Final Fantasy XV

The latest member of the long-running JRPG series contains many memorable moments, yet is also glaringly missing some of them.

The world is beautiful and worth exploring for the vistas.
The world is beautiful and worth exploring for the vistas.

Final Fantasy XV is a video game that I’ve waited for almost ten years, ever since the initial trailer announcement under the title of Final Fantasy Versus XIII in 2006. After going to development hell and back the game changed from a sideline spin-off into a mainline title. This change of development team and name also switched the theme of the game. The original concept of a darker tale set in a death-worshiping nation with a mafia-like ruling family was transformed into an open world road trip story of a prince and his close friends who seek to reclaim their conquered country. I went into the game world with cautiously optimistic expectations and after finishing it I’m left with a mix of satisfaction and slight disappointment for the finished product.

FFXV has the potential to be a great, even a fantastic game, but it is set back by its development hellish past and change of management and direction. The open world is gorgeous and lush, but is plagued by pointless side quests and thus lacks meaningful content (by this I mean you, “Go get my gems” Dino and “Please find my dog tags ‘cos I’m too lazy” Dave. Screw you guys). Most of the time the combat is really engaging, fun and visually impressive, but the occasional camera problems and effect barrages can devolve it into a chaotic mess where your character is drooling on the floor spamming Phoenix Downs on party members. One unique chapter in the main story even changes the gameplay into a refreshing stealth-horror sequence, but it’s made far too repetitive and stretched out so that it overstays its welcome. I have great respect towards the development team for managing to perform the miracle of combining the various unfinished ideas into a functional product, but the hurried production and cut content really shows at times.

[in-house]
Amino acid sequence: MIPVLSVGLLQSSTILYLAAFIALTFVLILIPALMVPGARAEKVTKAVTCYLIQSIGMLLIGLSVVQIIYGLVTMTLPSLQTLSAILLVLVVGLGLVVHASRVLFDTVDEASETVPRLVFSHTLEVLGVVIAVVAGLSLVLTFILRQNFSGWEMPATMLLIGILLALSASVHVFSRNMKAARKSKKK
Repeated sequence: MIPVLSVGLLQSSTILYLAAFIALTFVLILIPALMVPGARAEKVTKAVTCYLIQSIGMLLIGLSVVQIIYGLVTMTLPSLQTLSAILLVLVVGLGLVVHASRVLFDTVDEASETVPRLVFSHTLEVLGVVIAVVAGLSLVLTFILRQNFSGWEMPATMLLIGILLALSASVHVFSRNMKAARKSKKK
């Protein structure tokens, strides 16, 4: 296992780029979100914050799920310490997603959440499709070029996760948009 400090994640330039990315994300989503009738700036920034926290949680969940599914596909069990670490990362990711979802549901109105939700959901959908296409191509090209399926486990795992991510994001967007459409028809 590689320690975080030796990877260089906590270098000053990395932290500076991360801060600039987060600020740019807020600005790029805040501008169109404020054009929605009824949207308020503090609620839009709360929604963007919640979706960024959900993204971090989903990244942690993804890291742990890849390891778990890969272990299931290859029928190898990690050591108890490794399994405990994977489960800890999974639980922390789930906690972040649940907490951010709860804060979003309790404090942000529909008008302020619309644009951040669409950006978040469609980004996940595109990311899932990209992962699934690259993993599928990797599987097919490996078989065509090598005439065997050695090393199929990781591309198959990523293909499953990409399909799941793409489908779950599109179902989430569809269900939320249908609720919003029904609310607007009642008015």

The dungeons are one of the best parts of FFXV.
The dungeons are one of the best parts of FFXV.

The aspect where the missing pieces are the most glaringly prominent is the story.
The overall story of the game is actually quite good. It has a great main villain with intriguing motivations, lots of interesting plot points and side characters, and a conclusive and touching ending. All of this is horribly crippled by the way the story is executed and told. There are some huge, gaping holes in the plot which are never explained in the game. Some interesting side characters are introduced and then completely abandoned, while some have major events happening behind the screen and you only hear about it afterwards. This is common within the main story as well. There are some huge, epic events happening which you can never actually see. You’re just told via dialogue about all these cool things that you never got to actually witness yourself. Even the most important plot points towards the end of the game are told poorly and you’re left with confusement, even if the story itself would be great. What is happening? Why did that happen? Why did that person do that? Those are the questions that you’ll probably be thinking quite often.

So, is the game good? Yes. But it had the missed potential to be something much more.
Final Fantasy XV is a flawed gem, a puzzle with missing pieces.
Developer: Square Enix Business Division 2
Publisher: Square Enix
Platforms: PS4 (played), Xbox One
Release date: 29.11.2016
PEGI: 16